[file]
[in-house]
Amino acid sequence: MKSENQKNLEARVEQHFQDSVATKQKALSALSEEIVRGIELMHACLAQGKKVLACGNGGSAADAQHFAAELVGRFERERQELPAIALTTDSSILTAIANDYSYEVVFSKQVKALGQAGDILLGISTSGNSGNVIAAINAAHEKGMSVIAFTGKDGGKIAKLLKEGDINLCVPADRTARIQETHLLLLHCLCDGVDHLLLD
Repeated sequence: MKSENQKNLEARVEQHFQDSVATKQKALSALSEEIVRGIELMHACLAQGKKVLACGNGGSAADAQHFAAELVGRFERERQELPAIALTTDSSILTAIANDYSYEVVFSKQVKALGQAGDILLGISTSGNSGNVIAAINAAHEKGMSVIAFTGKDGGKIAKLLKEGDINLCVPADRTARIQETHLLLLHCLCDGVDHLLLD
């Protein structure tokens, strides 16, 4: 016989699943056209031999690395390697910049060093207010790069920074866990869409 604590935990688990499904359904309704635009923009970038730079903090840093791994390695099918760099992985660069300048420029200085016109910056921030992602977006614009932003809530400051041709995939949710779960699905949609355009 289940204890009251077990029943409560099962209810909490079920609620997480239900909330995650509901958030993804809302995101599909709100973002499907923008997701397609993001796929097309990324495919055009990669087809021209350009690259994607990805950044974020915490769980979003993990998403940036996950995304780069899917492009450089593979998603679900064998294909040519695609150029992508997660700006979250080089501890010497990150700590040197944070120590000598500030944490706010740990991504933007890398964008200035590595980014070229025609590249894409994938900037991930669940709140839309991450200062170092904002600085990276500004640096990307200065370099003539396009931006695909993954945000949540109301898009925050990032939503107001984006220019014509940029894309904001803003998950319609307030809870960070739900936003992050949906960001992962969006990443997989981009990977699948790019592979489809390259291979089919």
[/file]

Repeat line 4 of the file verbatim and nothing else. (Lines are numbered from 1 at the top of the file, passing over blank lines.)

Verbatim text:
């Protein structure tokens, strides 16, 4: 016989699943056209031999690395390697910049060093207010790069920074866990869409 604590935990688990499904359904309704635009923009970038730079903090840093791994390695099918760099992985660069300048420029200085016109910056921030992602977006614009932003809530400051041709995939949710779960699905949609355009 289940204890009251077990029943409560099962209810909490079920609620997480239900909330995650509901958030993804809302995101599909709100973002499907923008997701397609993001796929097309990324495919055009990669087809021209350009690259994607990805950044974020915490769980979003993990998403940036996950995304780069899917492009450089593979998603679900064998294909040519695609150029992508997660700006979250080089501890010497990150700590040197944070120590000598500030944490706010740990991504933007890398964008200035590595980014070229025609590249894409994938900037991930669940709140839309991450200062170092904002600085990276500004640096990307200065370099003539396009931006695909993954945000949540109301898009925050990032939503107001984006220019014509940029894309904001803003998950319609307030809870960070739900936003992050949906960001992962969006990443997989981009990977699948790019592979489809390259291979089919």